18 Dec Single-Tasking… there’s a novel concept…
We come across articles galore on the topic of multi-tasking. Typically, the focus is how to do it better. We live in a world where multitasking is quite acceptable. I find myself doing it, talking to someone on the phone while watching a program on television, driving and trying to find directions with my phone, or quickly glancing at email during a meeting. I’m multitasking. Oh, I’m sure I’m hearing everything the other person is saying, I’m totally focused on the road, or I’m fully engaged during the meeting. Interesting thing is, when the situations are reversed, that feeling changes.
I know when someone I’m talking to on the phone is totally immersed in a television program; they sound distant and often ask me to repeat things. I notice that the person in the car in front of me who is driving a bit erratically and ridiculously slow is fumbling with their phone. When I have the floor at a meeting and see someone looking at their phone, I feel that they are telling me they are not interested in what I have to say.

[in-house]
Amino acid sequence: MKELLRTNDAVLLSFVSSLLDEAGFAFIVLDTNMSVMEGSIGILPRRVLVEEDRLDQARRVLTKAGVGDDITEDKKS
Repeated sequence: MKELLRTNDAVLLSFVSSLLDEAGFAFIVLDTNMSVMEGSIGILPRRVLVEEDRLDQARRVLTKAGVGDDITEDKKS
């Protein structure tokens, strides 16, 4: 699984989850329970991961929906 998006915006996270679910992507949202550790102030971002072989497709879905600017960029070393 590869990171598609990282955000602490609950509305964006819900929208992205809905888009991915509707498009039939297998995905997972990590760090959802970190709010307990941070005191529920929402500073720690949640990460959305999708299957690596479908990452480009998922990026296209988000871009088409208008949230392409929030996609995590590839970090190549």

To be fair, it really can’t go both ways!
What would our experience be if we made the decision to single-task? Imagine how it might feel if we committed ourselves fully to the phone conversation, talking to the person as if they were sitting across the table from us having a cup of coffee. If we just took a few minutes before getting on the road to review the directions for our trip?… or if we turned the phone off during the meeting? The people around us would know we are interested in and care about them. That we were really happy to be there, engaged with them. I believe we would be pleasantly surprised at what we might hear or see.
Speakeasy is a U.S. based development group – working with executives all over the world to help them achieve success by becoming the most powerful communicators they can be. For forty years, our highly credentialed, American trained and licensed consultants have used a deep, behavioral-based methodology to help individuals and entire organizations become better at both what they say… and how they say it.